Saturday, August 29, 2015 By: Ask A Master Gardener

Selecting trees for the Home Landscape

Choosing fast-growing trees to fill new home area

Bill Sevier: Ask a Master Gardener

Saturday, August 29, 2015

Q: I have just moved into a new home in an area with no trees. What would be some fairly fast-growing shade trees? R.W., Sand Springs.

A: This is a common question, especially with new homeowners whose homes were built on what was once open treeless prairie or pastureland.

Trees are commonly rated as slow, medium and fast growers. Their rate of growth is dependent not only on the genetic makeup of the tree but also the type of soil, amount of sunlight, availability of water and overall care the trees received.

As you start out with this project of planting new shade trees, and once the varieties are decided upon, always opt for the largest trees you can afford and are physically able to plant — then plant them correctly.

Unfortunately, many of the fast-growing trees are “weak-wooded” and tolerate wind and ice storms less well than others. Some of these have additional issues, making them less appealing. In this category are box elder, silver maple, weeping willow, Bradford pear, mimosa, mulberry, honeylocust, cottonwood and other poplars.

A few of the rapid growers have positive assets, which outweigh their negatives. Some of these are October glory and Caddo red maples, arborvitae, river birch, dawn redwood, tulip tree, Nuttall oak and lacebark elm.

The Caddo maple is a native of Oklahoma and is one of the most heat- and drought-resistant maples available. The dawn redwood is a rapidly growing deciduous tree (up to 50 feet in 20 years), which was once thought extinct. It looks and behaves similarly to a baldcypress. It is very hardy. Bald cypress and dawn redwood trees are great choices for a landscape.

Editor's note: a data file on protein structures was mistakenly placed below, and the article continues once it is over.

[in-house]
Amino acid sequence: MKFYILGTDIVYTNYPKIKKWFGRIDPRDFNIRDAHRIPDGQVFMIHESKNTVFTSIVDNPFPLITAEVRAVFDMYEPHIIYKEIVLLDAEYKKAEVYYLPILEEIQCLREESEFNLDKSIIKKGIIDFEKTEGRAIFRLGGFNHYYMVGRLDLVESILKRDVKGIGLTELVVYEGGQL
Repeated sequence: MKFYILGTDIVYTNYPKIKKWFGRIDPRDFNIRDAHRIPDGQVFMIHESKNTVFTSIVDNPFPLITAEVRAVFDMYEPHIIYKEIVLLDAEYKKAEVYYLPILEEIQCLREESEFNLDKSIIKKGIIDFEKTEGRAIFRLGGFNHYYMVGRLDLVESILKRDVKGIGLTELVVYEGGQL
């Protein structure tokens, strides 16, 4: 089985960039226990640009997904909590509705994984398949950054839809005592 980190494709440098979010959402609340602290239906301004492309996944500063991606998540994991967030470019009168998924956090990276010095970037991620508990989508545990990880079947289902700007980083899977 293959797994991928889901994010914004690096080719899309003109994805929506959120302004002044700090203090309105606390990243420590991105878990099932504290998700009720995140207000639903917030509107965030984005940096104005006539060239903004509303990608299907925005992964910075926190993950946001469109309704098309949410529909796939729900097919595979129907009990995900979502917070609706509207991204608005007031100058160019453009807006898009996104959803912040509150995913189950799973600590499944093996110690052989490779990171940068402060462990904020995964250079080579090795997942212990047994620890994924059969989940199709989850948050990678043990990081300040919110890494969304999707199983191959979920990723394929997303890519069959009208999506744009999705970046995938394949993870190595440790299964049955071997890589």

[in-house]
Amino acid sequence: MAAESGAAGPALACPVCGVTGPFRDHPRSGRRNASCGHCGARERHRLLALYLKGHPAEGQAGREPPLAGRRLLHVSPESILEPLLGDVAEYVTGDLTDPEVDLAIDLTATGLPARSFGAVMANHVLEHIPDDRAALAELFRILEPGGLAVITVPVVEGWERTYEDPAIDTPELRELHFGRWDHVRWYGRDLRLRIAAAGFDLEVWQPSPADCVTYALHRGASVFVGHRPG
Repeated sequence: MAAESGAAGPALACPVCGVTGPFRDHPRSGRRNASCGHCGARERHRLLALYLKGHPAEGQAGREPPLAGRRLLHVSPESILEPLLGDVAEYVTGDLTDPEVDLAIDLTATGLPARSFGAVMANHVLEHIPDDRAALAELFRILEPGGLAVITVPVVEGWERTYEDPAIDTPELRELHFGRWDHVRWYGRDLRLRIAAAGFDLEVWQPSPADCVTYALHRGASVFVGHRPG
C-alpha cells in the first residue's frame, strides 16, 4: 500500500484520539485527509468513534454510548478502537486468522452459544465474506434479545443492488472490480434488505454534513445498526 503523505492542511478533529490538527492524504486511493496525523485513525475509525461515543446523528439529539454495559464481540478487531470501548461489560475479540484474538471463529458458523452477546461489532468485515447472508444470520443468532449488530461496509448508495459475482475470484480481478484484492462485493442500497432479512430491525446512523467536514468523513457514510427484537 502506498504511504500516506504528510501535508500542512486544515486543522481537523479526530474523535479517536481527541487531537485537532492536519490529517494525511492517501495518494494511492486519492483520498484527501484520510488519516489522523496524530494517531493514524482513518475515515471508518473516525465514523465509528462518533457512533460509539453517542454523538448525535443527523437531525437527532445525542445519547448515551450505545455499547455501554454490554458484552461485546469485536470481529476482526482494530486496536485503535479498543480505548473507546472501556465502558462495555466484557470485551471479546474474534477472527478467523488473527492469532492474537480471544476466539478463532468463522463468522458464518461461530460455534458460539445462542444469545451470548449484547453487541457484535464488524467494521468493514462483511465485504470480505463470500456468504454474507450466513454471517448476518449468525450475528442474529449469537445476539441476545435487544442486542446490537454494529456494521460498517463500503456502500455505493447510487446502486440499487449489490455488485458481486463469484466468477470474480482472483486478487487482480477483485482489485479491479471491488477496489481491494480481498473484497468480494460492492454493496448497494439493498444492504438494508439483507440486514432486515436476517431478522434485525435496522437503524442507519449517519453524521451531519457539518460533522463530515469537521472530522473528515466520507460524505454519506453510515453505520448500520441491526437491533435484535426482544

Others in the medium- to fast-growing category which might be good choices for your new yard are water oak, Shumard oak, sawtooth oak, common hackberry, Japanese zelkova, Kentucky coffeetree and Chinese pistache. There are some varieties of ash trees that would normally be suggested, but a destructive ash insect, emerald ash borer, seems to be headed our way. It has destroyed most ash trees in areas where it is located.

Among the oaks mentioned above, the Nuttall is a good choice for a fast-growing shade tree. It is a variety of red oak, similar to a pin oak. However, unlike pin oaks, it thrives in a wider diversity of soil types and pH (acidity) ranges. It’s native to the south and is normally found in wet bottomland and heavy clay soils.

The above suggestions are just a brief list of what would be a good tree recommendation, there are many other acceptable ones. Consider going to the Master Gardener website and look at selecting trees in the “Lawn and Garden Help” section. At the same time, check out the information on “how to plant a tree.”

Garden tips
Always follow directions on the labels of both synthetic and natural pesticide products. Labels will always list where the product may be used and which pest it is certified to cover. If you spray pesticides, do it early in the morning or late in the evening after bees have returned to their colony.

If your tomatoes are too tall and gangly, now is a good time to prune the top of the plants by as much as 1/3 to ½, depending on the plant. This will stimulate new limb growth and new fruit production heading into fall.

Reseeding fescue is best done from mid-September through mid-October. If you plan on reseeding, begin scouting for good seed. There is no “best” variety. Purchase a fescue blend of three or more varieties, with or without Kentucky bluegrass. Read the label on the seed bag. A good blend will have 0.01 percent or less of undesirable “other crop” seeds.


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